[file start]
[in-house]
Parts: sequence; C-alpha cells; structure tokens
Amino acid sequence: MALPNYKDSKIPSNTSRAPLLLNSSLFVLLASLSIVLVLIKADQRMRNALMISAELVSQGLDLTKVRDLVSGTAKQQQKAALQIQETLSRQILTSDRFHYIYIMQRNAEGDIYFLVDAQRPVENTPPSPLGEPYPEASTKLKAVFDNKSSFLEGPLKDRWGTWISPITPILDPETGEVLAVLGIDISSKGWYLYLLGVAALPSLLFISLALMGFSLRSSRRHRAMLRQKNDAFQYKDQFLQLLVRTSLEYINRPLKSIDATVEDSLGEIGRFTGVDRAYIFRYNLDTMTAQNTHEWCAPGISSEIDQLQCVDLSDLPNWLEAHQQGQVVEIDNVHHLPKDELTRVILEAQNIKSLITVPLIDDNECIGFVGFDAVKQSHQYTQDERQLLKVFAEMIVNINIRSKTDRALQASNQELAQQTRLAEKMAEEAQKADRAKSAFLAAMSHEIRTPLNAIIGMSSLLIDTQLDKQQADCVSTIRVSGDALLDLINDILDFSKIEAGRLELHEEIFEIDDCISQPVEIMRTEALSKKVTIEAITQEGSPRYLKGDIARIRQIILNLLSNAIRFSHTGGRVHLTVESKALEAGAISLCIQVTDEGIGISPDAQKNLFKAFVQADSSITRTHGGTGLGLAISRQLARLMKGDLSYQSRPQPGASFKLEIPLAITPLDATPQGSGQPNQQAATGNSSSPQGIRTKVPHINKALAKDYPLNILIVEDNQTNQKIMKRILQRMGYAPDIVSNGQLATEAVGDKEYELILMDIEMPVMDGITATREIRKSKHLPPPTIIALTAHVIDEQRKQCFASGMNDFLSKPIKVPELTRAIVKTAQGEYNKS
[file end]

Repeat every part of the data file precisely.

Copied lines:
[in-house]
Parts: sequence; C-alpha cells; structure tokens
Amino acid sequence: MALPNYKDSKIPSNTSRAPLLLNSSLFVLLASLSIVLVLIKADQRMRNALMISAELVSQGLDLTKVRDLVSGTAKQQQKAALQIQETLSRQILTSDRFHYIYIMQRNAEGDIYFLVDAQRPVENTPPSPLGEPYPEASTKLKAVFDNKSSFLEGPLKDRWGTWISPITPILDPETGEVLAVLGIDISSKGWYLYLLGVAALPSLLFISLALMGFSLRSSRRHRAMLRQKNDAFQYKDQFLQLLVRTSLEYINRPLKSIDATVEDSLGEIGRFTGVDRAYIFRYNLDTMTAQNTHEWCAPGISSEIDQLQCVDLSDLPNWLEAHQQGQVVEIDNVHHLPKDELTRVILEAQNIKSLITVPLIDDNECIGFVGFDAVKQSHQYTQDERQLLKVFAEMIVNINIRSKTDRALQASNQELAQQTRLAEKMAEEAQKADRAKSAFLAAMSHEIRTPLNAIIGMSSLLIDTQLDKQQADCVSTIRVSGDALLDLINDILDFSKIEAGRLELHEEIFEIDDCISQPVEIMRTEALSKKVTIEAITQEGSPRYLKGDIARIRQIILNLLSNAIRFSHTGGRVHLTVESKALEAGAISLCIQVTDEGIGISPDAQKNLFKAFVQADSSITRTHGGTGLGLAISRQLARLMKGDLSYQSRPQPGASFKLEIPLAITPLDATPQGSGQPNQQAATGNSSSPQGIRTKVPHINKALAKDYPLNILIVEDNQTNQKIMKRILQRMGYAPDIVSNGQLATEAVGDKEYELILMDIEMPVMDGITATREIRKSKHLPPPTIIALTAHVIDEQRKQCFASGMNDFLSKPIKVPELTRAIVKTAQGEYNKS